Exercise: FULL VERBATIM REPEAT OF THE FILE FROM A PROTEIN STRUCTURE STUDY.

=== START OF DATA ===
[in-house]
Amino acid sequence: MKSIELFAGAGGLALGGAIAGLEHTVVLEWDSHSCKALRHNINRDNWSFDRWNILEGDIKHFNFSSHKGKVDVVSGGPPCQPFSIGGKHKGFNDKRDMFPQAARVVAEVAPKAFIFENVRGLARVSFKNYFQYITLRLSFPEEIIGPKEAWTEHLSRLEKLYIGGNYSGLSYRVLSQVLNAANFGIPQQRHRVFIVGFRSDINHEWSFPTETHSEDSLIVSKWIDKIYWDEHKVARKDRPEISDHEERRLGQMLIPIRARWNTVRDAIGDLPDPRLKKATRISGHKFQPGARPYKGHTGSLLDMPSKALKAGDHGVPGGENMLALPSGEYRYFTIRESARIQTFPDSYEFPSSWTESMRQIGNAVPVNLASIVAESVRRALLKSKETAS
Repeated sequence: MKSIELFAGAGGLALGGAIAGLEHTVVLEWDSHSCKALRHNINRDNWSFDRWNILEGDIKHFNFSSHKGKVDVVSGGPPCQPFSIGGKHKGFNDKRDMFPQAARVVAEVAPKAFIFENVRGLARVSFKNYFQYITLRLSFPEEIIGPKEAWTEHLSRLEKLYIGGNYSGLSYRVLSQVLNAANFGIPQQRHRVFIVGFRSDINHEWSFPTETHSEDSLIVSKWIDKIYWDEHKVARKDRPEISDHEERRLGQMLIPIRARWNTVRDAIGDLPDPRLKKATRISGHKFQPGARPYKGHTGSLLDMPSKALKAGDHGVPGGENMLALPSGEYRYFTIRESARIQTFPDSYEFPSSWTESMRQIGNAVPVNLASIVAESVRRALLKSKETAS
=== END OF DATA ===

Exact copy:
[in-house]
Amino acid sequence: MKSIELFAGAGGLALGGAIAGLEHTVVLEWDSHSCKALRHNINRDNWSFDRWNILEGDIKHFNFSSHKGKVDVVSGGPPCQPFSIGGKHKGFNDKRDMFPQAARVVAEVAPKAFIFENVRGLARVSFKNYFQYITLRLSFPEEIIGPKEAWTEHLSRLEKLYIGGNYSGLSYRVLSQVLNAANFGIPQQRHRVFIVGFRSDINHEWSFPTETHSEDSLIVSKWIDKIYWDEHKVARKDRPEISDHEERRLGQMLIPIRARWNTVRDAIGDLPDPRLKKATRISGHKFQPGARPYKGHTGSLLDMPSKALKAGDHGVPGGENMLALPSGEYRYFTIRESARIQTFPDSYEFPSSWTESMRQIGNAVPVNLASIVAESVRRALLKSKETAS
Repeated sequence: MKSIELFAGAGGLALGGAIAGLEHTVVLEWDSHSCKALRHNINRDNWSFDRWNILEGDIKHFNFSSHKGKVDVVSGGPPCQPFSIGGKHKGFNDKRDMFPQAARVVAEVAPKAFIFENVRGLARVSFKNYFQYITLRLSFPEEIIGPKEAWTEHLSRLEKLYIGGNYSGLSYRVLSQVLNAANFGIPQQRHRVFIVGFRSDINHEWSFPTETHSEDSLIVSKWIDKIYWDEHKVARKDRPEISDHEERRLGQMLIPIRARWNTVRDAIGDLPDPRLKKATRISGHKFQPGARPYKGHTGSLLDMPSKALKAGDHGVPGGENMLALPSGEYRYFTIRESARIQTFPDSYEFPSSWTESMRQIGNAVPVNLASIVAESVRRALLKSKETAS